Wednesday, August 8, 2012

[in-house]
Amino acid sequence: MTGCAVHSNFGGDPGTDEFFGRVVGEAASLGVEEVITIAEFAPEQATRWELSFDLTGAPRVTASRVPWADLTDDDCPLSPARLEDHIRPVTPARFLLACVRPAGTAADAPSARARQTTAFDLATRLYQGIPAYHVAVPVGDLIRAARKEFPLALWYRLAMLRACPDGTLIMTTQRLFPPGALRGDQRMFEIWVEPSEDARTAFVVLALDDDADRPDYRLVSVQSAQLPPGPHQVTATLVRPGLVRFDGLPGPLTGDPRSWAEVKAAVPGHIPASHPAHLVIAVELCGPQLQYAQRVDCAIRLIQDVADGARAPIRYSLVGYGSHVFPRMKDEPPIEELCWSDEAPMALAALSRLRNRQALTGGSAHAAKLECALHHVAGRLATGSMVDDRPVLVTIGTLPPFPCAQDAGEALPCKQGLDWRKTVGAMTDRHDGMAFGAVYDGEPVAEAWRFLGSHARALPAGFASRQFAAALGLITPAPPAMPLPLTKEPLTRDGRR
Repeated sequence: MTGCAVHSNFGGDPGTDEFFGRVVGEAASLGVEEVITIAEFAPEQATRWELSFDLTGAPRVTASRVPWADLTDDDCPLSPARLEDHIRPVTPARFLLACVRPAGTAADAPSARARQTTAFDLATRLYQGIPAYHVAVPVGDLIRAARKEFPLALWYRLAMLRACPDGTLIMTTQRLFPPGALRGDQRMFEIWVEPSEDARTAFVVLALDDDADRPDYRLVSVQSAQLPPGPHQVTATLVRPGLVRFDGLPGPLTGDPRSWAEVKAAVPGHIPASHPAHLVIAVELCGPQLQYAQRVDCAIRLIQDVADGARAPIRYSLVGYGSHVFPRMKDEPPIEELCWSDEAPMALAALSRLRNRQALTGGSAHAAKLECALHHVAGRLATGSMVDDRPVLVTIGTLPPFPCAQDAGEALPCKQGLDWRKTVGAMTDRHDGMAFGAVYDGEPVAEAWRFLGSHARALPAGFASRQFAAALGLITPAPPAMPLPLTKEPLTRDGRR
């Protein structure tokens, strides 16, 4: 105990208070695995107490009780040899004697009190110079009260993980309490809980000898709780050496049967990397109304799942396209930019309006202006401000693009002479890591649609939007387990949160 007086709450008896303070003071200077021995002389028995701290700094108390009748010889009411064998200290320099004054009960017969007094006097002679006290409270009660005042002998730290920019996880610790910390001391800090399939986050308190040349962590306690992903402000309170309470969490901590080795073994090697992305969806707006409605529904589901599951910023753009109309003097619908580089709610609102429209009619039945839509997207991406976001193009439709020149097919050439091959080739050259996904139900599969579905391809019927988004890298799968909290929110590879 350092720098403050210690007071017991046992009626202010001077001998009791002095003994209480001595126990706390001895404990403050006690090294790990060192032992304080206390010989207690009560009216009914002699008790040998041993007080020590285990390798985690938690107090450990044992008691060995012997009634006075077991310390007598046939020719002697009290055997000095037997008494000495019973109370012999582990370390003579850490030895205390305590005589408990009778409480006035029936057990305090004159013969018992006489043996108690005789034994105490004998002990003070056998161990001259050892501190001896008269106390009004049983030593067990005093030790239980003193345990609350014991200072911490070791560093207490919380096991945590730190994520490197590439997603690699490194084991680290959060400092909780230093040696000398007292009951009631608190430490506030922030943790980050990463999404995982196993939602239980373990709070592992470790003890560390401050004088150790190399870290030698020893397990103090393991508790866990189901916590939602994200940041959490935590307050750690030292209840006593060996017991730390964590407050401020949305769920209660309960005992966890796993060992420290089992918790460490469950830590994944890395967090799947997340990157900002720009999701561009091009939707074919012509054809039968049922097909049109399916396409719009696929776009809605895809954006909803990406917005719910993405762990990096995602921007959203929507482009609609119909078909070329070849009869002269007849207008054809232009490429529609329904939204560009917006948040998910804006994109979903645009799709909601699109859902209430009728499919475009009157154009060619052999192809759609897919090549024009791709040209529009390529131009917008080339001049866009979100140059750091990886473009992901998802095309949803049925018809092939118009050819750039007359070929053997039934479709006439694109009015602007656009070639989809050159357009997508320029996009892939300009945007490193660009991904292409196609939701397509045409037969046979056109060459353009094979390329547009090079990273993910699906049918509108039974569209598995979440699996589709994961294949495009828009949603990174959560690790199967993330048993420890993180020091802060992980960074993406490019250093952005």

Now, I had some wackadoo folks whose ideas of parenting were a bit, er, 'unconventional' to put it kindly. Forced enemas as punishment. Being made to strip down to my underwear and breathe heavily while lifting weights as my father looked on disapprovingly. This weird diagram where all of my friends had to be my exact age or I couldn't be friends with them, unless they went to my church. There was some same strange stuff. But god damn, at least I got to go outside, ride bikes in nothing but short pants, play wherever I wanted until the streetlights came on, listen to whatever music I liked (okay, this one was a little strange in that I couldn't READ anything I liked without parental approval, but with music I had carte blanche)plus I had enough alone time to play with matches, make my own explosives, have furtive sex, fall out of trees, say no to proffered drugs, play Mystery Date with the neighbor girls, prove I was shitty at football, convince my friends that we should turn their garage into a spook house, get beaten up by bullies, win at kick the can, watch Night Gallery at a neighbor's house, have a sleepover in tents in some kid's backyard, and on and on. So if you've read some of the stories I've told here you know that there were a lot of damned peculiar things going on inside the house. But, and here's the thing, I was allowed to have a life outside the house. And outside the house is where I learned that it's not a good idea to try and make a roller coaster out of an expandable wooden ladder stretching from the roof to the ground that you're going to ride down on a toy wagon. Outside the house is where I learned that a well-placed, funny, insult can keep the school bully from picking on you. Outside the house is where I learned, oh boy, not everything anyone tells you is absolutely true all the time. And it's that last one, I bet, that gives parents the heebie-jeebies. The current term for this is 'helicopter parents': people so involved in their little precious children's lives that the child can't have a moment alone and the child is constantly monitored to make sure not a single, independent influence is thrusted upon them and not a single thought enters their brain not pre-approved by those who know best: Mommy and Daddy. Now yeah, it would be easy to pinpoint the Evangelical Fundies who homeschool and you'd probably be right, because like any cult, independent thought is the devil's Team Fortress 2. (So no video games allowed, either.) But this culture of I'm-gonna-keep-my-kid-stuffed-up-my-cunt-like-a-goddamn-marsupial is so much more sickeningly widespread than the people bent out of shape over chicken sandwiches. A friend showed me a birthday party invitation his hippy-dippy girlfrend's kid had been sent. Attached to the bottom was this ominous warning: "Note: The party is Star Wars themed and foam weapons will be distributed. For those not wishing their children to be involved in this kind of violence, a 'No Play' area will be provided." Oh yeah. I wanna be the kid in the 'No Play' area. Cause that's a goddamn party. It's part of what it means to be a parent anymore, and it scares me shitless. Lady tried to sue the school board because her kid struck out at a baseball game--she felt he really ought to run around the bases and was pissed when he didn't. (Ain't making this one up; it actually happened.) Kids can't ride a bike without enough plastic and padding to look like Optimus Prime. Elmer Fudd's shotgun is being digitally erased. I think I'm going to go with koo-koo parents who say the end the world is coming next week and here's the proof instead of this. I got off lucky. And with this, I think I am going to close down Der Spookhaus at this address. Blogger is intent on ignoring formatting and fusing every paragraph into one giant blob of text. You can come back here to see the old stuff, if you want, but I think the time has come to move the site to somewhere else. Check back here for the link to the new place. Soon as I get it figured out I'll let you know.

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